RATES FOR TRANSMISSION AND DISTRIBUTION - The Commission shall establish just and reasonable rates for unbundled local distribution services for electrical corporations. Rates for municipal utilities and electric cooperatives shall be set by their respective governing bodies.
UNBUNDLED BILLS AND CONSUMER PROTECTION - Billing and metering of retail sales of electric power and energy, including special metering, is the responsibility of the local distribution utility that provides service to the structure. The local distribution utility may contract with other entities to provide these services. Billing statements must include billing for the electric power and energy delivered on behalf of a competitive electric provider. On or before July 1, 2004, all statements for electric service must list as separate components the charges for electric power and energy, local electric distribution service, taxes, and any other breakdown in costs the utility believes will aid in informing customers. If a retail customer fails to pay his bill in full when due, the LDU may terminate service. The CEP and retail customer are jointly and severally liable to the LDU for costs incurred as a result of the competitive electric provider's failure to deliver services and satisfy its contractual obligations.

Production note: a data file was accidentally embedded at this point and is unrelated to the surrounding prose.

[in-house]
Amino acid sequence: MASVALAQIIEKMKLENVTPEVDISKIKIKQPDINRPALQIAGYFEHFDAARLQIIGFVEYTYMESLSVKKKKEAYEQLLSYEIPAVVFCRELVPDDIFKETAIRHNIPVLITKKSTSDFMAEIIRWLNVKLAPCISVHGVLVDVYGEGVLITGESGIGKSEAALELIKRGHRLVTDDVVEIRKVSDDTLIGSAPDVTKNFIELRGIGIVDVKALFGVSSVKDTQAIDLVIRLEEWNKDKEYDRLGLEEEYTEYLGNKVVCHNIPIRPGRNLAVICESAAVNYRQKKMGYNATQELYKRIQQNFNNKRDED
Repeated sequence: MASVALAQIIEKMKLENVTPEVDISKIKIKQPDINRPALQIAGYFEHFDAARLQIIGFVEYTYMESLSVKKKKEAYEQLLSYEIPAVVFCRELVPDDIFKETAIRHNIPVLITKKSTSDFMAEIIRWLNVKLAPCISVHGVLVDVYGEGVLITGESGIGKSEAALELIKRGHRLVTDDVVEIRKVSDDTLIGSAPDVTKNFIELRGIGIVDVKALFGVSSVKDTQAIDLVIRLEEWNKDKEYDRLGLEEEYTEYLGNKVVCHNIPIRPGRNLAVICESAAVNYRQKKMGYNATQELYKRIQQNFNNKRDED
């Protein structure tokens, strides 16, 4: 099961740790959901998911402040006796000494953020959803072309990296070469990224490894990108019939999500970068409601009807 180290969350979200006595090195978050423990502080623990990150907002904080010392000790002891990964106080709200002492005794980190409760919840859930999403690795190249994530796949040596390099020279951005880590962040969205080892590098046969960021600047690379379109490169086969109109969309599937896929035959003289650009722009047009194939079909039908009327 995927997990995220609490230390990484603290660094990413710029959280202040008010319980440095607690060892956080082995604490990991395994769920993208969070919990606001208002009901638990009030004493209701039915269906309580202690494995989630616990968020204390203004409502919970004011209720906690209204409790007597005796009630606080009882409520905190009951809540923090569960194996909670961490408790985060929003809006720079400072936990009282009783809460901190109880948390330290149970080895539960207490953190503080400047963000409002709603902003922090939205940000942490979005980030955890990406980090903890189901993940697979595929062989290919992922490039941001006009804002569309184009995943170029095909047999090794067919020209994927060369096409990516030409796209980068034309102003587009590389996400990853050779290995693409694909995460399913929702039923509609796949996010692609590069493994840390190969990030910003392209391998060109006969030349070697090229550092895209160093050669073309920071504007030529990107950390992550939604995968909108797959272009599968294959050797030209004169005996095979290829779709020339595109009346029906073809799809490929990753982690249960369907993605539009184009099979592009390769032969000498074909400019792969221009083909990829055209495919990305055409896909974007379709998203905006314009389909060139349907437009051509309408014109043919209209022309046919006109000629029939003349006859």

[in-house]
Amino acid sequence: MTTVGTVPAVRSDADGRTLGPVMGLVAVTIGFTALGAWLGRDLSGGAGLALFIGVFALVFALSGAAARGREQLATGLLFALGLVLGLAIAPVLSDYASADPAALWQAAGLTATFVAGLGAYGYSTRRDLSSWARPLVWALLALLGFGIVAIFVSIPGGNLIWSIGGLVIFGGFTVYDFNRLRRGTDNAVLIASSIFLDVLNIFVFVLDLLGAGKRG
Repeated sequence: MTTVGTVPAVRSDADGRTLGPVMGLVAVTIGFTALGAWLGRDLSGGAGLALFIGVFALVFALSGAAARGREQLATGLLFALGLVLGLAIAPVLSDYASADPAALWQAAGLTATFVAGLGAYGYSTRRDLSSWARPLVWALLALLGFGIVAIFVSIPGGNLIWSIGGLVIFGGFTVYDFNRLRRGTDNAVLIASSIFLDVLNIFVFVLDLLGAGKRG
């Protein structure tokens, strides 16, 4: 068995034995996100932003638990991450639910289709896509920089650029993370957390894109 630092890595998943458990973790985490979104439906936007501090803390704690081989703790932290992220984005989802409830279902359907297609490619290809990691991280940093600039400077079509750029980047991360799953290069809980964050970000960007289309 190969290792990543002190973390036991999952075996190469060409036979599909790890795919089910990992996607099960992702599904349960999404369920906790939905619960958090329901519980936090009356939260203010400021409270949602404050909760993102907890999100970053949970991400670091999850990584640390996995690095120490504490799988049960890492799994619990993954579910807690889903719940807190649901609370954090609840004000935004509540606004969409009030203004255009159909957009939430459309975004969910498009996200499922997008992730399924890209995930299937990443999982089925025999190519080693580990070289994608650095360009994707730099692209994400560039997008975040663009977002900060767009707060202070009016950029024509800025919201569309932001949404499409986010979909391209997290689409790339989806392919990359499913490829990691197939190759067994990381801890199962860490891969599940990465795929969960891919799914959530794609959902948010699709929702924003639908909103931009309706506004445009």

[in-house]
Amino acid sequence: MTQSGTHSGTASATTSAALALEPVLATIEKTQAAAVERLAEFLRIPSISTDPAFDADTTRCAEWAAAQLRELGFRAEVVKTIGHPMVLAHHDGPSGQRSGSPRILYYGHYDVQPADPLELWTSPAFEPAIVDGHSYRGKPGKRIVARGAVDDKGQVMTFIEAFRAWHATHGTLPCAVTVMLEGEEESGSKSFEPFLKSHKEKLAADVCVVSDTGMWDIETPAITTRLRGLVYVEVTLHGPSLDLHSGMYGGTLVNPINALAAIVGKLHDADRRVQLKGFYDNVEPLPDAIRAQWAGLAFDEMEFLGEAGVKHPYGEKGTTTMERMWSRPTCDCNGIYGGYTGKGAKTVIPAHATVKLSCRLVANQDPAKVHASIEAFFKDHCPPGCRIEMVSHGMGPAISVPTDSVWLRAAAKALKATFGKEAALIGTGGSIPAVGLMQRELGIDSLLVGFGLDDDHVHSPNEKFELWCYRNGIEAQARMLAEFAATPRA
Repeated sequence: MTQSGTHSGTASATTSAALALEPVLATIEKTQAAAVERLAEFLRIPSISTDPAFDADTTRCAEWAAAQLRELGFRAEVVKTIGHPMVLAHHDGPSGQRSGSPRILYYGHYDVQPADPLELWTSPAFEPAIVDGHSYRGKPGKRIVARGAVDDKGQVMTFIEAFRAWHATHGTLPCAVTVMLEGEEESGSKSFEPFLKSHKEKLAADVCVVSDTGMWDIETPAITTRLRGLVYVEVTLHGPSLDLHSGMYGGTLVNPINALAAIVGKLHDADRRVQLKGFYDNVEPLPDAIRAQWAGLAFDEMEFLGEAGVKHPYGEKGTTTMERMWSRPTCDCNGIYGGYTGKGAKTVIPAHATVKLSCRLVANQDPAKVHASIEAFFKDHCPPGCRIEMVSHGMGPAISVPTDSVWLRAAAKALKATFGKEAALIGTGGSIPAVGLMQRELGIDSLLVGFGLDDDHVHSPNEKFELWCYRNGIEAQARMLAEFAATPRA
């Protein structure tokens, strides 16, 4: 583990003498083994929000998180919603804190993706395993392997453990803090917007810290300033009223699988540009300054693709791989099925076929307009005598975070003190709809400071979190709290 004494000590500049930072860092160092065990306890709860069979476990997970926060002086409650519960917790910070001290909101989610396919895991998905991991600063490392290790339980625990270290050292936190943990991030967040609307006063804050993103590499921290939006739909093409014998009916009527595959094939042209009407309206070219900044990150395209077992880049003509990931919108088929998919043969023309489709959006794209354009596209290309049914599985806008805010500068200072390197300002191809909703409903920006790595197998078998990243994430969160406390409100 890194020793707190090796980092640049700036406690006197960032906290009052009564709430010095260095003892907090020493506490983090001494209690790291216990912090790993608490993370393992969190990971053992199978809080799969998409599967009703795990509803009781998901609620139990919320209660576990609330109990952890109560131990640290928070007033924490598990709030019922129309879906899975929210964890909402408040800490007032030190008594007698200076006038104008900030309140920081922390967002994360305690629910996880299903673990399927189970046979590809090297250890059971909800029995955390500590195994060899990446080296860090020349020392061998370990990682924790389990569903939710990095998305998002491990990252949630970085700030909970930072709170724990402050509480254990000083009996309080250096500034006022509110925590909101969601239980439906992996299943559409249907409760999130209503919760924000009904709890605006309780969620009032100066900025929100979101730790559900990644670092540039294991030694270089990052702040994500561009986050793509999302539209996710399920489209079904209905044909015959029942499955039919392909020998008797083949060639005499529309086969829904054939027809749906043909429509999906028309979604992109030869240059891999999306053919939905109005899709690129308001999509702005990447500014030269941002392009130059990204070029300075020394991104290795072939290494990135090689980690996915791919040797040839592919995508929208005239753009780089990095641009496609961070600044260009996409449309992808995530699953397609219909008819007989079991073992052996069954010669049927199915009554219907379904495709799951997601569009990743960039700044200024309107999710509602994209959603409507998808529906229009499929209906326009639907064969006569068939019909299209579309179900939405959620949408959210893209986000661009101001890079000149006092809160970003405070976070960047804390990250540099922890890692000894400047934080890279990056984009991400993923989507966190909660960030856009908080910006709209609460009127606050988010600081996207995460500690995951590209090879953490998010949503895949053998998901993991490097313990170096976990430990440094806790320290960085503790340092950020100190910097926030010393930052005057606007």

TRANSITION OR "STRANDED" COSTS - Electric service providers competing in the retail sale of electric power and energy can recover competitive transition costs (CTCs) and have a duty to mitigate such costs. Electric service providers must file a resource plan with the Commission within six months after the effective date of the act to specify the resources that will be used to satisfy obligations to regulated customers. An electrical corporation may request Commission approval to remove assets from its rate base for service to regulated basis retail customers, and may file a request for a plan to recover anticipated competitive transition costs. Municipal utilities and cooperatives also may designate assets as being removed from dedication to serve regulated basis retail customers and adopt a plan to recover anticipated transition costs, and this plan needs to be filed with the Commission, but is not subject to approval. The requirements for a recovery plan and for Commission approval are specified.